Photos That Make the Rude Pundit Want to Down a Handful of Ativan With a Six Pack of Abita

That up there is Cat Island in Louisiana, in a photo from a week ago, which is nearly four years after the Deepwater Horizon ejaculated oil all over the Gulf coast. It used to be a nesting ground for brown pelicans, a lush mangrove-covered island that looks, as Doug Meffert, Vice President of the of the National Audubon Society, said, as if there was a fire. There wasn't a fire.

Sure, there are areas of that have recovered from the spill that started in April, some mitigation by time, water temperature, natural bacteria. Indeed, some of the recovery has surprised scientists.

Of course, there's no telling what's going to happen in the future as the environment continues to adapt to its poisoning by the oil and by the chemicals used to clean up the oil. An environmental chemist at LSU said, "[T]he oil is still in the marsh and it stays buried there, and every time there’s a storm event, tropical storms, it’s going to move some of that oil that’s still in the offshore environment around, and it will resurface." Another scientist says that they're still not sure where a third of the oil is.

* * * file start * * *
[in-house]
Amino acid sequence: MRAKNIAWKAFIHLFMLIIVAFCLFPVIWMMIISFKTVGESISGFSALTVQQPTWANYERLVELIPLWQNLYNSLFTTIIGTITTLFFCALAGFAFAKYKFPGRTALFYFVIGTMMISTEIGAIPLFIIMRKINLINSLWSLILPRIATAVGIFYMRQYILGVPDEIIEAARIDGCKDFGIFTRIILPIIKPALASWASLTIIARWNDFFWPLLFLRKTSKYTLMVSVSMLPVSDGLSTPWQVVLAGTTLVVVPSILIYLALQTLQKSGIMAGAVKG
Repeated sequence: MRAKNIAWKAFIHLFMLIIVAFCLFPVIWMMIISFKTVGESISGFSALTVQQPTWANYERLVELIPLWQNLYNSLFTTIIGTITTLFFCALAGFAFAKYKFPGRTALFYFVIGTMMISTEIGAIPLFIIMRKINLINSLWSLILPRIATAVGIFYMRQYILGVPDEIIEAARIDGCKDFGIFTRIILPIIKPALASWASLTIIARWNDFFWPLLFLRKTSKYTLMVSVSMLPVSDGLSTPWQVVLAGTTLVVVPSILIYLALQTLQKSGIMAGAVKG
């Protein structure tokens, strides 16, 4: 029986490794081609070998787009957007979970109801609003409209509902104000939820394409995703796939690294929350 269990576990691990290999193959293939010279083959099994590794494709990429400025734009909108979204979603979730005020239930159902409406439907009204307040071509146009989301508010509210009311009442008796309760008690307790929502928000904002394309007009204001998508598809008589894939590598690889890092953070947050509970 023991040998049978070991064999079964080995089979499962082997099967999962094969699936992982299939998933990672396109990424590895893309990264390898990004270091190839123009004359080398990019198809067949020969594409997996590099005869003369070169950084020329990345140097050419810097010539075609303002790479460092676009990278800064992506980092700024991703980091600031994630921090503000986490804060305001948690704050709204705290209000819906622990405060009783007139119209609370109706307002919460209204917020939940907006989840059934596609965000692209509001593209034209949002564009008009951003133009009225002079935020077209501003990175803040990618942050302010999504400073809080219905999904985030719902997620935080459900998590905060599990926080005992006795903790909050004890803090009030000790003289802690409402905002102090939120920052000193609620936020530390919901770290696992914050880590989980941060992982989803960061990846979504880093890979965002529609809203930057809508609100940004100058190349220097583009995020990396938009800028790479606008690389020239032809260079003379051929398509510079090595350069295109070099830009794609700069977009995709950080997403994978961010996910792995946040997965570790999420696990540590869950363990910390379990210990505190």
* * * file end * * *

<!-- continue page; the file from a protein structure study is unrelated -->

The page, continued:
We should also take into account the studies that link the oil spill with heart deformities in big fish like tuna and amberjack, ones that, you know, are immensely profitable, overfished already in some areas, now fucked right in their guts. "We can now say with certainty that oil causes cardiotoxicity in fish," says another scientist. Of course, we know what science is worth when it comes to the environment in the United States on this Earth Day 2014.

It really is like BP squatted down just squatted down over the Gulf of Mexico and squirted out the kind of watery shits that you get after drinking a bottle of cheap whiskey and eating a ton of fried food, laughing at how huge a dump it was taking and merely saying, "Whoa, that stinks" when it was done. But at least it wiped, right?

Back on Cat Island, there's one other effect of the decimation of the vegetation there. See, the roots of the mangrove trees held the soil together and, without them, the island is eroding away quickly, destroying not just the nesting grounds of the pelicans, but a buffer between the mainland and storms, and, well, hell, probably oil spills, too.

By the way, here's what Cat Island looked like in July 2010, a couple of months after the spill began, but before the oil had had an impact, during that gut-wrenching period of wondering where it was going to hit.

Pretty isn't it? It's nice that we have photos to remember it by.